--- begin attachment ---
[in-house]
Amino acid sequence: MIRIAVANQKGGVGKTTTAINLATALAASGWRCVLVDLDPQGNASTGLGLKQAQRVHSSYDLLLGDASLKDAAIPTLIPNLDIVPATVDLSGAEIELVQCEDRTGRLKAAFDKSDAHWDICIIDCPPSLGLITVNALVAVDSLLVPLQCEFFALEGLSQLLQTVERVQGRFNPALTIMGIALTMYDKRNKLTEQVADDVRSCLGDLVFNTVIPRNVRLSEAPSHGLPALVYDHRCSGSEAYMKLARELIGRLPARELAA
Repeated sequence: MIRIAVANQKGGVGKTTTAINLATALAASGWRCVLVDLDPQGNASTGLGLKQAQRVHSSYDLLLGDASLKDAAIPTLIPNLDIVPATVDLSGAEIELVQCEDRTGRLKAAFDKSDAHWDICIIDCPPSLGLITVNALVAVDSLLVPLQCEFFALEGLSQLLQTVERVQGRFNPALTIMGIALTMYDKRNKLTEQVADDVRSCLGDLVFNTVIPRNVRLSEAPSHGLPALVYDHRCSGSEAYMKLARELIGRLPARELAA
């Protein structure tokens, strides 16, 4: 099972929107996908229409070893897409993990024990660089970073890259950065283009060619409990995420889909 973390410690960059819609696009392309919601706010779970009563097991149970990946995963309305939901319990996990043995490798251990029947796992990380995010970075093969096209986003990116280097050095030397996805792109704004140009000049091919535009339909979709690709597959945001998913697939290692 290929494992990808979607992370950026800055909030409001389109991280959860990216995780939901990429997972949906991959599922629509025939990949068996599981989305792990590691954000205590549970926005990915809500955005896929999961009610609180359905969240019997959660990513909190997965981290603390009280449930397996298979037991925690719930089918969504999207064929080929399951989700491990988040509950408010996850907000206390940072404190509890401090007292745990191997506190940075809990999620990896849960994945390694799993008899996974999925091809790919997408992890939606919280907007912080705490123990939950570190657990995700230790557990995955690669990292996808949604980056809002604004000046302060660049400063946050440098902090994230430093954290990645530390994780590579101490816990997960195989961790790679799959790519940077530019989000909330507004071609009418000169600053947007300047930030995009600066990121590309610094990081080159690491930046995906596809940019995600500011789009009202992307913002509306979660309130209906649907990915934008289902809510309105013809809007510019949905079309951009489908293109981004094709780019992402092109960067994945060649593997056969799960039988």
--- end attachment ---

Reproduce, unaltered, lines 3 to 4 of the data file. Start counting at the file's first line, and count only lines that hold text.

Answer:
Repeated sequence: MIRIAVANQKGGVGKTTTAINLATALAASGWRCVLVDLDPQGNASTGLGLKQAQRVHSSYDLLLGDASLKDAAIPTLIPNLDIVPATVDLSGAEIELVQCEDRTGRLKAAFDKSDAHWDICIIDCPPSLGLITVNALVAVDSLLVPLQCEFFALEGLSQLLQTVERVQGRFNPALTIMGIALTMYDKRNKLTEQVADDVRSCLGDLVFNTVIPRNVRLSEAPSHGLPALVYDHRCSGSEAYMKLARELIGRLPARELAA
């Protein structure tokens, strides 16, 4: 099972929107996908229409070893897409993990024990660089970073890259950065283009060619409990995420889909 973390410690960059819609696009392309919601706010779970009563097991149970990946995963309305939901319990996990043995490798251990029947796992990380995010970075093969096209986003990116280097050095030397996805792109704004140009000049091919535009339909979709690709597959945001998913697939290692 290929494992990808979607992370950026800055909030409001389109991280959860990216995780939901990429997972949906991959599922629509025939990949068996599981989305792990590691954000205590549970926005990915809500955005896929999961009610609180359905969240019997959660990513909190997965981290603390009280449930397996298979037991925690719930089918969504999207064929080929399951989700491990988040509950408010996850907000206390940072404190509890401090007292745990191997506190940075809990999620990896849960994945390694799993008899996974999925091809790919997408992890939606919280907007912080705490123990939950570190657990995700230790557990995955690669990292996808949604980056809002604004000046302060660049400063946050440098902090994230430093954290990645530390994780590579101490816990997960195989961790790679799959790519940077530019989000909330507004071609009418000169600053947007300047930030995009600066990121590309610094990081080159690491930046995906596809940019995600500011789009009202992307913002509306979660309130209906649907990915934008289902809510309105013809809007510019949905079309951009489908293109981004094709780019992402092109960067994945060649593997056969799960039988």